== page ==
Vehicle Inspection New Zealand is accusing a New Zealand Transport Agency board member of a conflict of interest in his pursuit of a policy change involving conflicts of interest.
The proposed changes would prevent a company from certifying a vehicle, if it had an interest in that vehicle.
NZTA director Mark Darrow and the Agency's board want conflict of interest policy beefed up, after VINZ was purchased by a Japanese company that also imports and sells cars here.
The company didn't declare the conflict of interest immediately, but there is no evidence of any other wrongdoing.
NZTA officials told the board they could not find any sound basis for the proposed policy changes, because perceived conflict of interest was already managed appropriately.
The board pushed ahead with asking NZTA management to implement a new approach to the policy.
VINZ, which along with car importer Nichibo and car lender Auto Finance Direct, is owned by the Japanese company Optimus, would not be able to certify vehicles imported by its parent company.
VINZ chief executive Gordon Shaw said without evidence of wrongdoing, there is no sound basis for policy change.
"Our point has been that there is no evidence, there's no reason for concern," Mr Shaw said.
"The Agency has undertaken a number of covert operations, one which was called Operation Dockside where they covertly followed vehicles through the entry certification process and reported to the NZTA board during 2018 that there was no evidence that VINZ or a VINZ related inspection was putting at risk safety."
Emails obtained under the Official Information Act show NZTA staff cautioned against a policy change.
In one instance, a senior manager laid out the implications of a legislative change.
"The entire system is build on a premise of identifying and managing conflicts of interest, not preventing them in the first place," the email reads.
"The only way one could completely prevent all financial interests would be to put all existing vehicle certifiers out of business and directly employ, inside government, all vehicle certifiers."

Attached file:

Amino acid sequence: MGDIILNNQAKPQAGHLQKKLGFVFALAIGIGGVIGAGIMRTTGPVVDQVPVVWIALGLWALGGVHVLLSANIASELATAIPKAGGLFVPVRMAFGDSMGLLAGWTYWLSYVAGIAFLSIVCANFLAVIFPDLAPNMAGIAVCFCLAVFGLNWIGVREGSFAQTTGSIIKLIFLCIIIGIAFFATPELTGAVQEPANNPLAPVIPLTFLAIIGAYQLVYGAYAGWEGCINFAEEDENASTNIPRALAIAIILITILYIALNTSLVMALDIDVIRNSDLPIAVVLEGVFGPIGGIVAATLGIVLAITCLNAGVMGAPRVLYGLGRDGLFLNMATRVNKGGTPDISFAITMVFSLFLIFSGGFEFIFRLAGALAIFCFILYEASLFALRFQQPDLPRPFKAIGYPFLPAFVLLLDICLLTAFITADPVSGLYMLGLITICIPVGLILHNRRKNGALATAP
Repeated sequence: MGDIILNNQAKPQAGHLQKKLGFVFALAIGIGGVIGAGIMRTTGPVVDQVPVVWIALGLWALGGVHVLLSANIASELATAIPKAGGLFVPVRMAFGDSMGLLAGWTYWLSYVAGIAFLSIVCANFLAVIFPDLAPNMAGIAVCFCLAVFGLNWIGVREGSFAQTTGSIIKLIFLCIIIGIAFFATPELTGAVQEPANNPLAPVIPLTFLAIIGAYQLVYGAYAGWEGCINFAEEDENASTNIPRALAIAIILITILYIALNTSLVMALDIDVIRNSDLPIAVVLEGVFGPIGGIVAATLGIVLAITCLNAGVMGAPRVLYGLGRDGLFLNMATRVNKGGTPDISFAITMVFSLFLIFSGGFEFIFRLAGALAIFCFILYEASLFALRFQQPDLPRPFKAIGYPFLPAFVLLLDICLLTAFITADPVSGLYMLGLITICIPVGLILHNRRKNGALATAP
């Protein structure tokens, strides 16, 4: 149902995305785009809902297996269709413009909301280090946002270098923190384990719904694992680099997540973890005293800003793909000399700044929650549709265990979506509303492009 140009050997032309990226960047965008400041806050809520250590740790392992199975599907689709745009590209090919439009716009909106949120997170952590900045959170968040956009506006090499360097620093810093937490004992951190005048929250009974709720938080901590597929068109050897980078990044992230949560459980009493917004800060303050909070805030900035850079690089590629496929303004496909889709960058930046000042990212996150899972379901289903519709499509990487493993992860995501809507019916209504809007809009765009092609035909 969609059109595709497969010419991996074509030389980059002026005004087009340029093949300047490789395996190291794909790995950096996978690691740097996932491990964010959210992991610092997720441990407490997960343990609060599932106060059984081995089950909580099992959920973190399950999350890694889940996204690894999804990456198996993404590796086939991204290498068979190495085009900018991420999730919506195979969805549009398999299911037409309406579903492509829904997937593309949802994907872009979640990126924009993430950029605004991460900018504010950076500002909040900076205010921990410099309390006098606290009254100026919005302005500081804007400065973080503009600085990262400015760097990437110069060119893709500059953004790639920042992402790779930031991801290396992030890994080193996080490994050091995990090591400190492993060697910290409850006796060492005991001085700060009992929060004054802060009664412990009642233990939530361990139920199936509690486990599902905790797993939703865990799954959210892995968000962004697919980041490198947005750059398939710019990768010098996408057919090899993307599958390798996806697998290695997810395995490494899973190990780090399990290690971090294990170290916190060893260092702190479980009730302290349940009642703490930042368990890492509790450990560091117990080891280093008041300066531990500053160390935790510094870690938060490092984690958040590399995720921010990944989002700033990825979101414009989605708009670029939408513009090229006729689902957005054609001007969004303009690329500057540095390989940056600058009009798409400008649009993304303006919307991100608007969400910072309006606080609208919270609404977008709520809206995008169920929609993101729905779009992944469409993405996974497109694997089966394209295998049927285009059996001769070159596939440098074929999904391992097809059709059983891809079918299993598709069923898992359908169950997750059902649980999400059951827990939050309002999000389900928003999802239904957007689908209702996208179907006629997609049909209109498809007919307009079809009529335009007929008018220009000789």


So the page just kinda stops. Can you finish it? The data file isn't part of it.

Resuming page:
Mr Shaw said the board has acted against advice in attempting to change the policy.
"Counter to official's advice which the board have been ignoring, they've been listening to the industry drums beating and other parties with vested interests that are targeting our business around the perceived conflict."
Mr Shaw said he thinks there is a clear conflict of interest within the NZTA board, specifically with Mark Darrow.
"To find out that we were being targeted, especially where there was no supporting evidence for that targeting," Mr Shaw said.
"And then to find out that, at an Agency level, their board was ignoring advice from officials and essentially taking their own pathway.
"And then to find one of the directors, who seems to be conflicted himself around his auto industry interests, was astounding to us."
Mr Darrow said he has always disclosed his interests during his time as an NZTA board member.
Mr Darrow was formely a director with Motor Trade Association and Vehicle Testing New Zealand, which is one of the main rivals of VINZ.
In an email, Mr Darrow said he is acutely aware of the obligations of his role.
"I resigned my directorship of VTNZ as a condition of joining the NZTA Board in 2017, and my intention to remain on the Board of the MTA at that time was noted," Mr Darrow said.
"I resigned my directorship of MTA in 2018, based on my self-assessment of potential conflicts in light of the Transport Agency's increased regulatory activity.
"Deliberations by the Board on industry conflicts and regulatory decisions took place after my resignations, so there was not a conflict position."
Mr Darrow said he continues to fully disclose all interests, including historic ones.
NZTA interim chair Nick Rogers supports Mr Darrow's position.
"The NZTA Board is satisfied that Mr Darrow has declared all of his interests appropriately at all times, and that he took appropriate action to avoid any actual or perceived conflicts, including resigning his directorship of the MTA in 2018.
"The Transport Agency's operational policies regarding the management of potential industry conflicts of interest were identified by the NZ Transport Agency board as an area of concern in 2018.
"The Board unanimously agreed that the policies needed to change, and tasked the Transport Agency management team with implementing a new approach.
"The Transport Agency has sought feedback on the proposed amendments to its policy for managing potential conflicts of interest of used vehicle entry certification inspectors and organisations."
The board is expected to make a decision on the change of policy at a meeting in July.